Deaf Cognition: Foundations and Outcomes
reviewed by Diane Clark - August 31, 2009
Title: Deaf Cognition: Foundations and Outcomes
Author(s): Marc Marschark and Peter C. Hauser (eds)
Publisher: Oxford University Press, Oxford
ISBN: 0195368673, Pages: 496, Year: 2008
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Marschark and Hausers book, Deaf Cognition, brings together a group of researchers who investigate the foundations of deaf individuals learning in multiple environments across multiple ages. The books authors drafted copies of their work and shared them at an NSF supported conference at NTID called Cognitive Underpinnings. This meeting allowed the authors to network with each other as well as to receive feedback from other researchers in the field before they prepared the final draft of their chapters. Therefore, the book includes the perspectives of the individual authors after they had an opportunity to convene in a face-to-face meeting to discuss their research.
The editors challenge many assumptions that have been embedded in earlier research about deaf individuals cognitive processing and language delays. They suggest that understanding deaf childrens early environments will provide insights into the cognitive differences that are created by these early experiences and question the assumption that deaf learners are hearing learners without hearing. The introduction by Marschark and Hauser points out that differences in perceptual strategies, as well as language and cognitive skills, could lead to the academic delays often seen with deaf students.
Given that research agendas tend to be individualistic rather than synergistic, our understanding of deaf individuals cognitive processes is uneven. Therefore, the editors selected individuals from diverse research areas to meet their goal of developing an integrated research agenda that had the potential to bridge research to practice. I have grouped the chapters into four areas: cognitive underpinnings; language; math abilities; and challenges faced by deaf students.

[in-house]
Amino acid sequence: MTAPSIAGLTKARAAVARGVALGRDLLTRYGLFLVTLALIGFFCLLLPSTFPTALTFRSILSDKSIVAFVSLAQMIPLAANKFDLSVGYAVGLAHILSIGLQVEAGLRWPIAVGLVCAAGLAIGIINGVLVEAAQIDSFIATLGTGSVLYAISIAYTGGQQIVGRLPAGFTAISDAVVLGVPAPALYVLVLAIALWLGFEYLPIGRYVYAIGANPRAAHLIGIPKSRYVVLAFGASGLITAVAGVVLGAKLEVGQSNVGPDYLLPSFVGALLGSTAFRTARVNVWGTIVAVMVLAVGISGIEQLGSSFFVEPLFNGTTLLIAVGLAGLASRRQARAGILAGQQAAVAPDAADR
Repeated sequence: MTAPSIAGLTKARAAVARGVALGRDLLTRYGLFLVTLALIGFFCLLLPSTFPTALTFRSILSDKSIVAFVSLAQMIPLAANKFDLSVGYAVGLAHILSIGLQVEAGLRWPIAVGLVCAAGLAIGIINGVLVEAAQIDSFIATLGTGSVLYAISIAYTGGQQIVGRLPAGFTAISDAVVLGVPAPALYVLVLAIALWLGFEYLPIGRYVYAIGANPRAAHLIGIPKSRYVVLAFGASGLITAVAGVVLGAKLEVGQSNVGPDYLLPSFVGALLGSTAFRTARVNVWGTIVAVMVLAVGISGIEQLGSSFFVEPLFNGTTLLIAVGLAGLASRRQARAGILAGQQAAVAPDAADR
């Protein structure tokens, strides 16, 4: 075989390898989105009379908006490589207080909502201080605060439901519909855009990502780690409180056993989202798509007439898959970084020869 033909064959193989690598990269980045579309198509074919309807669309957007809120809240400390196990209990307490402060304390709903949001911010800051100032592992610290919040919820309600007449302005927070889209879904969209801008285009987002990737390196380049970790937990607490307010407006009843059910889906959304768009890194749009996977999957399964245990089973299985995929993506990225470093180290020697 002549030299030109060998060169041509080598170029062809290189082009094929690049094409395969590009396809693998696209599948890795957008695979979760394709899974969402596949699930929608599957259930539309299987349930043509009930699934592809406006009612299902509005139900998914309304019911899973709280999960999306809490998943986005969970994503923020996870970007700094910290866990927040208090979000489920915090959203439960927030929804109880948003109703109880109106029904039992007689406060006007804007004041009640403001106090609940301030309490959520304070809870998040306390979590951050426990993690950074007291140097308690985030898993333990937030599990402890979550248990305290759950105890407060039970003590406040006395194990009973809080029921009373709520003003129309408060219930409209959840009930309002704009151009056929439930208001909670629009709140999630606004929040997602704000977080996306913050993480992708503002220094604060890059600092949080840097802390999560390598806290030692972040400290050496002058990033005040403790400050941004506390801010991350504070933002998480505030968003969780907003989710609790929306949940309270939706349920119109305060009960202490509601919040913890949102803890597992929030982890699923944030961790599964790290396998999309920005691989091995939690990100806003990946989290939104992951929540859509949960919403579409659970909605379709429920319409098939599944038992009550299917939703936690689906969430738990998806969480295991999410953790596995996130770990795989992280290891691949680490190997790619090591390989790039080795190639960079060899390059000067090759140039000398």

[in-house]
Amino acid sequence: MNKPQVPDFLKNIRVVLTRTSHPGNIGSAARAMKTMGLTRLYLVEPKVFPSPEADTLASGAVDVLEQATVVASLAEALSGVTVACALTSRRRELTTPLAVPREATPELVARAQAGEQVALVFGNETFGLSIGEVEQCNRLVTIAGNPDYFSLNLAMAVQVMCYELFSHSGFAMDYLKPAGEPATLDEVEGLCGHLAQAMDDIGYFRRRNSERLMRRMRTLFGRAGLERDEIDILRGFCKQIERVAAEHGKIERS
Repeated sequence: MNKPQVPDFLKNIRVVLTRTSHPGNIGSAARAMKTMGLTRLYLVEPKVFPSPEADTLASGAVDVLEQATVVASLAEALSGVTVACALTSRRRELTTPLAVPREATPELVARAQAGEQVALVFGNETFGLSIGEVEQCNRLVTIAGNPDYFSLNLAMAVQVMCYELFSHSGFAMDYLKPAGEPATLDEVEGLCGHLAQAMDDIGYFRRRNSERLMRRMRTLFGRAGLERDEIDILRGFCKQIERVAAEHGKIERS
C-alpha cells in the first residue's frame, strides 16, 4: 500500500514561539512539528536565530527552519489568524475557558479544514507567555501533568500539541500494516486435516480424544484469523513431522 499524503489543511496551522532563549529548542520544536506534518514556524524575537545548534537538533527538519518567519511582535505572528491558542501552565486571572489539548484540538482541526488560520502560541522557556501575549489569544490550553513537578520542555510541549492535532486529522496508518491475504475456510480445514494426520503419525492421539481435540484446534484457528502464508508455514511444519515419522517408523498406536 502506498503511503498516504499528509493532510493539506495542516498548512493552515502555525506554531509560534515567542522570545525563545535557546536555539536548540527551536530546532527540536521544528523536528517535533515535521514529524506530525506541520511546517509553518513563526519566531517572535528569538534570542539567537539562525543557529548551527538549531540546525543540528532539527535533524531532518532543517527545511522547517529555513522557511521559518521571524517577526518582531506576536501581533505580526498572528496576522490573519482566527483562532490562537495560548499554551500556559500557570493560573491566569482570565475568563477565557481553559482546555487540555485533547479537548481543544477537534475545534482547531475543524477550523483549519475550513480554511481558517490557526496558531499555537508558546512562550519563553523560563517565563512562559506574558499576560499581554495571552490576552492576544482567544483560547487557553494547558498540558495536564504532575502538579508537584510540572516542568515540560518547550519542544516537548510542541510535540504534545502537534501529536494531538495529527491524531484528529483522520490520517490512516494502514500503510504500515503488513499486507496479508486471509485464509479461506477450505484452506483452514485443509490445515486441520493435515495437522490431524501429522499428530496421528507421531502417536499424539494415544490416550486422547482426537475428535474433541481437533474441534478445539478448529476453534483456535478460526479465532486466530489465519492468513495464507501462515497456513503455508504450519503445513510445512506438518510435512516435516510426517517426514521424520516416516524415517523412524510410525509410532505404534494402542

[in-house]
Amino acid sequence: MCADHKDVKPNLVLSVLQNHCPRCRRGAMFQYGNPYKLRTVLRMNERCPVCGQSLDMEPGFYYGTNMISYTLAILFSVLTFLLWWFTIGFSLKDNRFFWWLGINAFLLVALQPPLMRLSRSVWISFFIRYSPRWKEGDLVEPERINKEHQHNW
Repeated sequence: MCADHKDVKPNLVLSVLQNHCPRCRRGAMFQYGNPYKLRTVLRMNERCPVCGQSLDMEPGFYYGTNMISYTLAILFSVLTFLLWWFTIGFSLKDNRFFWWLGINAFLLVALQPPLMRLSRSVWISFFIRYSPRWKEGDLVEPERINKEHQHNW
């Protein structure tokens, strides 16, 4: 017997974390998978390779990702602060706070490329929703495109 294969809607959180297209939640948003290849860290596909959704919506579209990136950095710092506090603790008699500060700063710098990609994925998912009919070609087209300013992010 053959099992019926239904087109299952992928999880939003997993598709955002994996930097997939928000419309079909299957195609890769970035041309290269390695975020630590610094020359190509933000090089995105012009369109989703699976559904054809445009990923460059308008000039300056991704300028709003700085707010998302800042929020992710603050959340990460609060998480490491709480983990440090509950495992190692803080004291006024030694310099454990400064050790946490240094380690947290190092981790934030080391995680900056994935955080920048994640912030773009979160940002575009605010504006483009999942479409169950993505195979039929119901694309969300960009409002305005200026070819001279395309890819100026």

Cognitive Underpinnings. The chapters headed by Courtin, Dye, Pelz, and Hauser most clearly fall in this category. Courtin, Melot, and Corroyer consider new methods to investigate the development of theory of mind in deaf children, finding that native signers (those who learn sign from deaf signing parents as their L1) resemble hearing individuals more than previously had been reported. They looked at childrens false belief justifications and found that deaf children who reached the same conclusions often arrived at those solutions by using different processes. Dye, Hauser, and Bavelier summarize results on visual attention and clarify how the loss of hearing itself, not the use of signing, appears to lead to reorganization of the attentional system. Next, Pelz, Marschark, and Conventino investigate how deaf students in interpreted classrooms allocate visual attention. In this situation there are multiple displays happening at the same time, setting up competition regarding where to focusshould the visual gaze be on the interpreter, power points or graphic displays or the teacher who is speaking? Skilled signers tend to focus on the interpreter who provides accessible information while less skilled signers divide their gaze time between the teacher and the interpreter. Finally, Hauser, Lukomski, and Hillman discuss executive functioning and its development in deaf individuals.